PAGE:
University exams


University Grants Commission (UGC) has requested the current government to introduce on-demand examinations at the undergraduate level to reduce failures and malpractices that happen during scheduled exams. UGC also wants to ensure that the decision to appear for the exam comes from the students and not the institution.

The University Grants Commission (UGC)  panel has suggested that on-demand examinations be introduced for students at the undergraduate level. UGC has proposed for a National Board to conduct examinations emphasising on “exams should be held when the learner is ready” and urged the current Modi government to introduce the initiative.

This proposal would be a reform by the UGC panel on evaluation. The proposal would reorganise and rearrange matters that relate to examinations which were set up in May 2018 in a committee that was chaired by Vice Chancellor, Bharati Vidyapeeth (Deemed to be University), Pune, M.M. Salunkhe.

According to the report submitted by UGC last week, the UGC panel stated, “Assessment can take place when the learners consider themselves ready to appear. Thus readiness depends on the learner and not institutions.” The panel also added that this initiative would lead to a reduction in failures and also malpractices that occur during scheduled examinations.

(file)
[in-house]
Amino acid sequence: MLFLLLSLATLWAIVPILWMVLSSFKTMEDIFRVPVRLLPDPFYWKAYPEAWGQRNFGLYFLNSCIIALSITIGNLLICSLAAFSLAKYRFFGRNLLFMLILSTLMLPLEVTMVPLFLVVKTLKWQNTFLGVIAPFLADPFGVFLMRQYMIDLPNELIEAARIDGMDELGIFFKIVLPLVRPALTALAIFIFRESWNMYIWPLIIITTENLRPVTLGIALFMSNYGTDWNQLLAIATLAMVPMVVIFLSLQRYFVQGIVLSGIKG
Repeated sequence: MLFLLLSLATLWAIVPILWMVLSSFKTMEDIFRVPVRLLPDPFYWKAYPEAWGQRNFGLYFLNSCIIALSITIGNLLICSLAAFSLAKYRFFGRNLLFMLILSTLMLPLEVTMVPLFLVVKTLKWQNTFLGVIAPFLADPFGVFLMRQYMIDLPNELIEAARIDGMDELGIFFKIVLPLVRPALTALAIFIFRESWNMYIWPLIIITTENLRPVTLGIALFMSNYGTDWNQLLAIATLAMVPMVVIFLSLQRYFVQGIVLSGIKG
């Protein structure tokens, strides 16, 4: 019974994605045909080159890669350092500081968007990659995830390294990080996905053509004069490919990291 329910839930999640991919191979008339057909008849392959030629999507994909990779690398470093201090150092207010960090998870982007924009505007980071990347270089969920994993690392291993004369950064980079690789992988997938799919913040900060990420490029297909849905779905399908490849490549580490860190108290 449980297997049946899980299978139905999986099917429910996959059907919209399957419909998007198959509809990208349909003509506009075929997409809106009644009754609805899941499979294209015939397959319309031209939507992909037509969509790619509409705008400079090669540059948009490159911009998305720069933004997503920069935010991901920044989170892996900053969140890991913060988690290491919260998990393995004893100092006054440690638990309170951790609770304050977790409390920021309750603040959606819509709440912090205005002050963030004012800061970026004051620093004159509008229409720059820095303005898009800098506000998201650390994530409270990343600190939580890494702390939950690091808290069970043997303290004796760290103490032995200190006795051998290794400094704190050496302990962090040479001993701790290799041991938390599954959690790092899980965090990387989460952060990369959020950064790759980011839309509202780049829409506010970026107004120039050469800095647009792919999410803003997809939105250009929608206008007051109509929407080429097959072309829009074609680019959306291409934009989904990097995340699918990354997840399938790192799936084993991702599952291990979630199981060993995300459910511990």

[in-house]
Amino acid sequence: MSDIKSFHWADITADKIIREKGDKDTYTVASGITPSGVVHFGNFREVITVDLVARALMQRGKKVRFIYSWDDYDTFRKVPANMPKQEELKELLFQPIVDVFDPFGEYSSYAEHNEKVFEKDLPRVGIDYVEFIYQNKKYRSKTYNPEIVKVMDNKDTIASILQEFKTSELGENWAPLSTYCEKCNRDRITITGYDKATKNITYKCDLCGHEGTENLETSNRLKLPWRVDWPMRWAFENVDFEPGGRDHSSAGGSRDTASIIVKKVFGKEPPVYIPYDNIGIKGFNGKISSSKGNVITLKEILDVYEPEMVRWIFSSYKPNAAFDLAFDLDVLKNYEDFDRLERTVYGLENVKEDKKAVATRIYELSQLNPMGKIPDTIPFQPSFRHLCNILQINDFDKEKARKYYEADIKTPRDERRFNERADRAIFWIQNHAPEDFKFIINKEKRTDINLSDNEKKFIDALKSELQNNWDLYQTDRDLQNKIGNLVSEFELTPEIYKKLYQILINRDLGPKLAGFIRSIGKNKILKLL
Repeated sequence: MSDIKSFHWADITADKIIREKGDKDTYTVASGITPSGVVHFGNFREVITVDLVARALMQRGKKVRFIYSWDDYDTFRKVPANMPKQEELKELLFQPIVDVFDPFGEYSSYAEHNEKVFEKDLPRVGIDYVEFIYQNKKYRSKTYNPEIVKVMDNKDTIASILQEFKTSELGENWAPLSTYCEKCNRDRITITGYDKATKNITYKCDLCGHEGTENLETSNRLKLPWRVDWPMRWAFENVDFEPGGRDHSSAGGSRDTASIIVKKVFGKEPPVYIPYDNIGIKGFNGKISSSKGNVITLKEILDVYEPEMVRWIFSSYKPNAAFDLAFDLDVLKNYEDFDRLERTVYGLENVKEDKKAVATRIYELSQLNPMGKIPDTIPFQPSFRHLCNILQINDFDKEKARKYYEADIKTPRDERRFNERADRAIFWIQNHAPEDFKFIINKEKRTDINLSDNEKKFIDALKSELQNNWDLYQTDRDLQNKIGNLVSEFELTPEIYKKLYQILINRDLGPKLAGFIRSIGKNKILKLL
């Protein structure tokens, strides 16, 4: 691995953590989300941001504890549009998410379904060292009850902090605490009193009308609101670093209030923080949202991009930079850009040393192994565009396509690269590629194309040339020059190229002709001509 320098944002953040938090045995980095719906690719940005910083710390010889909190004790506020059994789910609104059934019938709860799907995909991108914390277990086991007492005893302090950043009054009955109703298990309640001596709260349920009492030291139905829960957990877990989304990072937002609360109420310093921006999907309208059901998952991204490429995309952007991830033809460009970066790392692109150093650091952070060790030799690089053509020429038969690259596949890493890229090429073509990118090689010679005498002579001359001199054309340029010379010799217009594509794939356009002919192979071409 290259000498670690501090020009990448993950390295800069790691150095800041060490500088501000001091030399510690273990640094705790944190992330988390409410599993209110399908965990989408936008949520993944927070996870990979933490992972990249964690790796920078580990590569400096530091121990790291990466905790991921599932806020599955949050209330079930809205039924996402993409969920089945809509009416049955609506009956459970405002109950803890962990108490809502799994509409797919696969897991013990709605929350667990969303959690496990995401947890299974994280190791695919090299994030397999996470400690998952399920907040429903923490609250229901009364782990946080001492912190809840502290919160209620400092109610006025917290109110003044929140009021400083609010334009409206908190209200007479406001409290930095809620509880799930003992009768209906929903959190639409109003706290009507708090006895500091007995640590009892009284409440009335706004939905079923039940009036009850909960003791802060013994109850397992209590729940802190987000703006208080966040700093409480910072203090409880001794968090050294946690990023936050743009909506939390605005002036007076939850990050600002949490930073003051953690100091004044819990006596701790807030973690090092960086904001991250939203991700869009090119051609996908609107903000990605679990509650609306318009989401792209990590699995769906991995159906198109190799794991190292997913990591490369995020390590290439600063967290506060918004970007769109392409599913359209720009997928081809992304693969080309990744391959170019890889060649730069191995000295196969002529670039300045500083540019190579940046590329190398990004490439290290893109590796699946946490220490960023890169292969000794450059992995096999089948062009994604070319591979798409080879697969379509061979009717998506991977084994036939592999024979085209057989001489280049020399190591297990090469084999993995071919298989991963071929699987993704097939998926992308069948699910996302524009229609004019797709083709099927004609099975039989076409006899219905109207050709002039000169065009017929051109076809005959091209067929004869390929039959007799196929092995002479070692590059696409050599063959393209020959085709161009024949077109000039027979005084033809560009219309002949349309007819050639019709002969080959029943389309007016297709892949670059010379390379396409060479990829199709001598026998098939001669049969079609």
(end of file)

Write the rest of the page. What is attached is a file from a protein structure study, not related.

The plan suggested an extensive use of automation and technology, with question papers being drawn from a question bank. The Board suggested that the on-demand exams should first begin for distance mode programmes and then be implemented to all other eligible programmes without any age or eligibility restrictions.

UGC also recommended setting up of a National Board that would deal with the operation and execution of these on-demand examinations. “Uniform grading and credit transfer policies must be evolved for this to work”, said the report by the UGC panel.

This evaluation reform is based on the poor nature of University’s productivity. It also aims to change the dearth of employment that Indian graduates and postgraduates face.

Though many students welcome the idea, thinking it to be synonymous to the GMAT tests, others remain sceptical. Nidhi, second-year student, Daulat Ram College told DU Beat, “The idea is good and is definitely an attempt to show that universities and the educational committees are trying to be more student-friendly, and are finally catching up to international standards.”